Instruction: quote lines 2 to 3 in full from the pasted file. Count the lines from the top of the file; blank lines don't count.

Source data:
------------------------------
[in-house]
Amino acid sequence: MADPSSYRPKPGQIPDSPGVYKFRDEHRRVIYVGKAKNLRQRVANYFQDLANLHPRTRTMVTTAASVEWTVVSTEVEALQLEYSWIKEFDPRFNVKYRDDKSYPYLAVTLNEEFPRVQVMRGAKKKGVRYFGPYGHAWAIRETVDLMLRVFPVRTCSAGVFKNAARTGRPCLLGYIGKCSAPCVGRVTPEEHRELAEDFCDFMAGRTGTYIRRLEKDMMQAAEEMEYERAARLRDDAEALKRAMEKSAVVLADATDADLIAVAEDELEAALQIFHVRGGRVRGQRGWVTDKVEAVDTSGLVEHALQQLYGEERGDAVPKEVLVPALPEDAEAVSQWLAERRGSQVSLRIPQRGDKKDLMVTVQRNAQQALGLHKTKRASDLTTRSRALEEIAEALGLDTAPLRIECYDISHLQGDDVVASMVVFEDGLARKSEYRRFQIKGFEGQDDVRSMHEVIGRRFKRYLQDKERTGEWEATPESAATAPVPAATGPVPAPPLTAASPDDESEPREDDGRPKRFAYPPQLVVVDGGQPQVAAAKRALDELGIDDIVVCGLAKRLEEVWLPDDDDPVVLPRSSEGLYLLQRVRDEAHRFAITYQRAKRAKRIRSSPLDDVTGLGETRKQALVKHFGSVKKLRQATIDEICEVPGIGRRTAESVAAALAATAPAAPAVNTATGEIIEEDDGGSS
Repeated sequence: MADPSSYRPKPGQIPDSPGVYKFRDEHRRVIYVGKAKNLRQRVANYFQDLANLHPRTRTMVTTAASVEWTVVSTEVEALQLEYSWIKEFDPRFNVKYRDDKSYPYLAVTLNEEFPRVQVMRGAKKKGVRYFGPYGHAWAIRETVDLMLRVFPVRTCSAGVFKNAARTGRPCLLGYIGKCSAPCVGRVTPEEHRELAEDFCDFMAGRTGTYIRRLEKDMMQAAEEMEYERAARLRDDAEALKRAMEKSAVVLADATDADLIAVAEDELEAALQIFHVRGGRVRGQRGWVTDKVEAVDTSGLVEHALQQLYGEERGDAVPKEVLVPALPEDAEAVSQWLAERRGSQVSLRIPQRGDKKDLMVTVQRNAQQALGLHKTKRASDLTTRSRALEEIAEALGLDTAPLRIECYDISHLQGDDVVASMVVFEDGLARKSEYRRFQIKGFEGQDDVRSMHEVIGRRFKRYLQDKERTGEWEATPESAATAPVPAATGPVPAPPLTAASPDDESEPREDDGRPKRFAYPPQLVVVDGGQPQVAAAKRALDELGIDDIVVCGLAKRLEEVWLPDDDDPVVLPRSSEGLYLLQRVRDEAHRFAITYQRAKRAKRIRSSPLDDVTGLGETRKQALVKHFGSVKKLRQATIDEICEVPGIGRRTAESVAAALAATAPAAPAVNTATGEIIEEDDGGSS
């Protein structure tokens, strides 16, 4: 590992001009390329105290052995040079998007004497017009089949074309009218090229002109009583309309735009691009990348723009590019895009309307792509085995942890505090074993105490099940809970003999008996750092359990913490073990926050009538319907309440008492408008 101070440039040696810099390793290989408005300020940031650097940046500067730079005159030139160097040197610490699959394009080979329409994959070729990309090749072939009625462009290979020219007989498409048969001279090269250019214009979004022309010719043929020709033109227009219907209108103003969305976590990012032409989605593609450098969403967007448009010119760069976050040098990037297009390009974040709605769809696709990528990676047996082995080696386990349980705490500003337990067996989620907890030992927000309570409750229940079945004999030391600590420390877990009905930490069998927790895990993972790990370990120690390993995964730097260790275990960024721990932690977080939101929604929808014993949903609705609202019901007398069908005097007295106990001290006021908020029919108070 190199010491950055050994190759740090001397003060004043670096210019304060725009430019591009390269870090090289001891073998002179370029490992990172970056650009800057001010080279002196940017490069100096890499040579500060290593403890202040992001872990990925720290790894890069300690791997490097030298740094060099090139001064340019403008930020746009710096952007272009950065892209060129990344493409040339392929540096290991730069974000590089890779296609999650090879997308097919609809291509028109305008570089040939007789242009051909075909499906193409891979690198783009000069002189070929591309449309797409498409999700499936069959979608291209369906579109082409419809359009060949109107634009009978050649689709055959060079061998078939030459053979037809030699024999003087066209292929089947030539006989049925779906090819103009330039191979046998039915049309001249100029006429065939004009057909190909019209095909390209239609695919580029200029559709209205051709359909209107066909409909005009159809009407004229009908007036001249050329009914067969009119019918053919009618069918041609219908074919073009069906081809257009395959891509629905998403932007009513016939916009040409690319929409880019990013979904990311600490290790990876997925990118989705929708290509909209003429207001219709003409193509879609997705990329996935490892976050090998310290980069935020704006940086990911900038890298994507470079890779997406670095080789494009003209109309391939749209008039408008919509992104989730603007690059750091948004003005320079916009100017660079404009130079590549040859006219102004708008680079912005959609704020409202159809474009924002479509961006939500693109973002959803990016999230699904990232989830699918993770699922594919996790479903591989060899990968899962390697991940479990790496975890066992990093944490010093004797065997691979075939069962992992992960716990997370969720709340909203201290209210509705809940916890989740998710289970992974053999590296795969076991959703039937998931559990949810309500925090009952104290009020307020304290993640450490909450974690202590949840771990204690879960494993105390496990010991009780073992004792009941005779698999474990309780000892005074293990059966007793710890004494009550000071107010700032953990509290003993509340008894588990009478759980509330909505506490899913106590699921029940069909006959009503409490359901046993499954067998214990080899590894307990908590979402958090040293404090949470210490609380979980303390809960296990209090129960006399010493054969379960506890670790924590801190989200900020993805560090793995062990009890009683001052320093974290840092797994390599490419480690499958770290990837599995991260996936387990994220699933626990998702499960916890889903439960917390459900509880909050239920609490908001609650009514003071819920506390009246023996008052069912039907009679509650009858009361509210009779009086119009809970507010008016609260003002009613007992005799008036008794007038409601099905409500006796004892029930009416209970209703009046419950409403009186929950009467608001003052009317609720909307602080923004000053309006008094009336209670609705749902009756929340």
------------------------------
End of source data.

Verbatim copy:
Amino acid sequence: MADPSSYRPKPGQIPDSPGVYKFRDEHRRVIYVGKAKNLRQRVANYFQDLANLHPRTRTMVTTAASVEWTVVSTEVEALQLEYSWIKEFDPRFNVKYRDDKSYPYLAVTLNEEFPRVQVMRGAKKKGVRYFGPYGHAWAIRETVDLMLRVFPVRTCSAGVFKNAARTGRPCLLGYIGKCSAPCVGRVTPEEHRELAEDFCDFMAGRTGTYIRRLEKDMMQAAEEMEYERAARLRDDAEALKRAMEKSAVVLADATDADLIAVAEDELEAALQIFHVRGGRVRGQRGWVTDKVEAVDTSGLVEHALQQLYGEERGDAVPKEVLVPALPEDAEAVSQWLAERRGSQVSLRIPQRGDKKDLMVTVQRNAQQALGLHKTKRASDLTTRSRALEEIAEALGLDTAPLRIECYDISHLQGDDVVASMVVFEDGLARKSEYRRFQIKGFEGQDDVRSMHEVIGRRFKRYLQDKERTGEWEATPESAATAPVPAATGPVPAPPLTAASPDDESEPREDDGRPKRFAYPPQLVVVDGGQPQVAAAKRALDELGIDDIVVCGLAKRLEEVWLPDDDDPVVLPRSSEGLYLLQRVRDEAHRFAITYQRAKRAKRIRSSPLDDVTGLGETRKQALVKHFGSVKKLRQATIDEICEVPGIGRRTAESVAAALAATAPAAPAVNTATGEIIEEDDGGSS
Repeated sequence: MADPSSYRPKPGQIPDSPGVYKFRDEHRRVIYVGKAKNLRQRVANYFQDLANLHPRTRTMVTTAASVEWTVVSTEVEALQLEYSWIKEFDPRFNVKYRDDKSYPYLAVTLNEEFPRVQVMRGAKKKGVRYFGPYGHAWAIRETVDLMLRVFPVRTCSAGVFKNAARTGRPCLLGYIGKCSAPCVGRVTPEEHRELAEDFCDFMAGRTGTYIRRLEKDMMQAAEEMEYERAARLRDDAEALKRAMEKSAVVLADATDADLIAVAEDELEAALQIFHVRGGRVRGQRGWVTDKVEAVDTSGLVEHALQQLYGEERGDAVPKEVLVPALPEDAEAVSQWLAERRGSQVSLRIPQRGDKKDLMVTVQRNAQQALGLHKTKRASDLTTRSRALEEIAEALGLDTAPLRIECYDISHLQGDDVVASMVVFEDGLARKSEYRRFQIKGFEGQDDVRSMHEVIGRRFKRYLQDKERTGEWEATPESAATAPVPAATGPVPAPPLTAASPDDESEPREDDGRPKRFAYPPQLVVVDGGQPQVAAAKRALDELGIDDIVVCGLAKRLEEVWLPDDDDPVVLPRSSEGLYLLQRVRDEAHRFAITYQRAKRAKRIRSSPLDDVTGLGETRKQALVKHFGSVKKLRQATIDEICEVPGIGRRTAESVAAALAATAPAAPAVNTATGEIIEEDDGGSS